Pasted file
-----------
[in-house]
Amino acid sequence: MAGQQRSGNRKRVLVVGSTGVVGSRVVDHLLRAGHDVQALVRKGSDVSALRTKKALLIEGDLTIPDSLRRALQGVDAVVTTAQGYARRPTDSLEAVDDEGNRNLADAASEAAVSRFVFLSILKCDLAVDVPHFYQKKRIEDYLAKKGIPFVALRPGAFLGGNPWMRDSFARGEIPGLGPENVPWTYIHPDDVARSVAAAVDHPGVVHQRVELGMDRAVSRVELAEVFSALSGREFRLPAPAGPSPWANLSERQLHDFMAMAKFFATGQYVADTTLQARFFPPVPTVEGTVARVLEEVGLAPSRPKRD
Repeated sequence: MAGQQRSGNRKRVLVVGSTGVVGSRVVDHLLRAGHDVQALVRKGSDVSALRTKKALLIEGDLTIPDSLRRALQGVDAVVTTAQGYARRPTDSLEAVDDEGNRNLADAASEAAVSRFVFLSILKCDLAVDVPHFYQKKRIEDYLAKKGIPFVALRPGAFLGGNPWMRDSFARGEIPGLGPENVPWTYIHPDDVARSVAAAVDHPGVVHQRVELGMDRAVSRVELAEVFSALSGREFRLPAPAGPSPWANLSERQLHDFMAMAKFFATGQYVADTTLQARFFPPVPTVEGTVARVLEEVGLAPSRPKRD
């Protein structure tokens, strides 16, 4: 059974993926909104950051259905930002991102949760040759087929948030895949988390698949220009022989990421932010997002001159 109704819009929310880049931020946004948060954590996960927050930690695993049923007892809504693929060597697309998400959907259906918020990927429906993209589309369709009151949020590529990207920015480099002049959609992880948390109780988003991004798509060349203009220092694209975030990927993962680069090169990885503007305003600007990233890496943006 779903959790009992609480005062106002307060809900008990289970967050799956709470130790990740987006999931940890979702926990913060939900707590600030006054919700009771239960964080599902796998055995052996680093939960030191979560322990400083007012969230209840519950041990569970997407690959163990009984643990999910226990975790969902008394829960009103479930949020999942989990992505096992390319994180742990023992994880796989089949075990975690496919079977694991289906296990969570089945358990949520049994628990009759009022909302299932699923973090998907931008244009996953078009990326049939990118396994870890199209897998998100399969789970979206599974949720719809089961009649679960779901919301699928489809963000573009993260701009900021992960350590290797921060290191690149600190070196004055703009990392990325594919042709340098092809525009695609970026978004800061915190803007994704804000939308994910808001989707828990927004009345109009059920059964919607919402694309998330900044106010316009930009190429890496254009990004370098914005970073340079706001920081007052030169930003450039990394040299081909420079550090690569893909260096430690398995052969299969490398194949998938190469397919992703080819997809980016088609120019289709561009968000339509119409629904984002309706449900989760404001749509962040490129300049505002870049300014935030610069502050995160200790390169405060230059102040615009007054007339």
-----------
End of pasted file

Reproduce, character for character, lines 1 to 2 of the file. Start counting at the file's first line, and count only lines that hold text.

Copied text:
[in-house]
Amino acid sequence: MAGQQRSGNRKRVLVVGSTGVVGSRVVDHLLRAGHDVQALVRKGSDVSALRTKKALLIEGDLTIPDSLRRALQGVDAVVTTAQGYARRPTDSLEAVDDEGNRNLADAASEAAVSRFVFLSILKCDLAVDVPHFYQKKRIEDYLAKKGIPFVALRPGAFLGGNPWMRDSFARGEIPGLGPENVPWTYIHPDDVARSVAAAVDHPGVVHQRVELGMDRAVSRVELAEVFSALSGREFRLPAPAGPSPWANLSERQLHDFMAMAKFFATGQYVADTTLQARFFPPVPTVEGTVARVLEEVGLAPSRPKRD